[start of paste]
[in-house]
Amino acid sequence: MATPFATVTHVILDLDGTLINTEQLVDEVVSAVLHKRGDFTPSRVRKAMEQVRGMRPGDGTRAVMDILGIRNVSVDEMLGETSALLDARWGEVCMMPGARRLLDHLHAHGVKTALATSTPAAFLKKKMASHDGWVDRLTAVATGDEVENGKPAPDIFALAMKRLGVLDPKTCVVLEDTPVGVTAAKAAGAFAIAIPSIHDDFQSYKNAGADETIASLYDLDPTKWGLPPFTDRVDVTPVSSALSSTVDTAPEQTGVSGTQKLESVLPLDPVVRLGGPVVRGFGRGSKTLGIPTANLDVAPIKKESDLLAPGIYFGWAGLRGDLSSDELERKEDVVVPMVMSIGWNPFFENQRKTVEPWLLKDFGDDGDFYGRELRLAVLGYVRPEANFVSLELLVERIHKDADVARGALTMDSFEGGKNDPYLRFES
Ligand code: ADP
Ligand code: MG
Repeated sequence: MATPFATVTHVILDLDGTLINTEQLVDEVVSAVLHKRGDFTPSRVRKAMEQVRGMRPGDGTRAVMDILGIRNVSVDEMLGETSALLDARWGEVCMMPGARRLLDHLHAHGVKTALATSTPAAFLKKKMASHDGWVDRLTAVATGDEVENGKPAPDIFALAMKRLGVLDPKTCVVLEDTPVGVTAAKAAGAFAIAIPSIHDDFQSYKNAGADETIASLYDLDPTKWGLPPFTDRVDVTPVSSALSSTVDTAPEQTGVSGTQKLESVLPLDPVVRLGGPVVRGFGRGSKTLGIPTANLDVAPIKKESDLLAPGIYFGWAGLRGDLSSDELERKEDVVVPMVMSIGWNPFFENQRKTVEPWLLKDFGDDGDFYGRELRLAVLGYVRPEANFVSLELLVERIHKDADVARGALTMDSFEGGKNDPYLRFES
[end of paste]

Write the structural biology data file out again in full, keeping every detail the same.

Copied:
[in-house]
Amino acid sequence: MATPFATVTHVILDLDGTLINTEQLVDEVVSAVLHKRGDFTPSRVRKAMEQVRGMRPGDGTRAVMDILGIRNVSVDEMLGETSALLDARWGEVCMMPGARRLLDHLHAHGVKTALATSTPAAFLKKKMASHDGWVDRLTAVATGDEVENGKPAPDIFALAMKRLGVLDPKTCVVLEDTPVGVTAAKAAGAFAIAIPSIHDDFQSYKNAGADETIASLYDLDPTKWGLPPFTDRVDVTPVSSALSSTVDTAPEQTGVSGTQKLESVLPLDPVVRLGGPVVRGFGRGSKTLGIPTANLDVAPIKKESDLLAPGIYFGWAGLRGDLSSDELERKEDVVVPMVMSIGWNPFFENQRKTVEPWLLKDFGDDGDFYGRELRLAVLGYVRPEANFVSLELLVERIHKDADVARGALTMDSFEGGKNDPYLRFES
Ligand code: ADP
Ligand code: MG
Repeated sequence: MATPFATVTHVILDLDGTLINTEQLVDEVVSAVLHKRGDFTPSRVRKAMEQVRGMRPGDGTRAVMDILGIRNVSVDEMLGETSALLDARWGEVCMMPGARRLLDHLHAHGVKTALATSTPAAFLKKKMASHDGWVDRLTAVATGDEVENGKPAPDIFALAMKRLGVLDPKTCVVLEDTPVGVTAAKAAGAFAIAIPSIHDDFQSYKNAGADETIASLYDLDPTKWGLPPFTDRVDVTPVSSALSSTVDTAPEQTGVSGTQKLESVLPLDPVVRLGGPVVRGFGRGSKTLGIPTANLDVAPIKKESDLLAPGIYFGWAGLRGDLSSDELERKEDVVVPMVMSIGWNPFFENQRKTVEPWLLKDFGDDGDFYGRELRLAVLGYVRPEANFVSLELLVERIHKDADVARGALTMDSFEGGKNDPYLRFES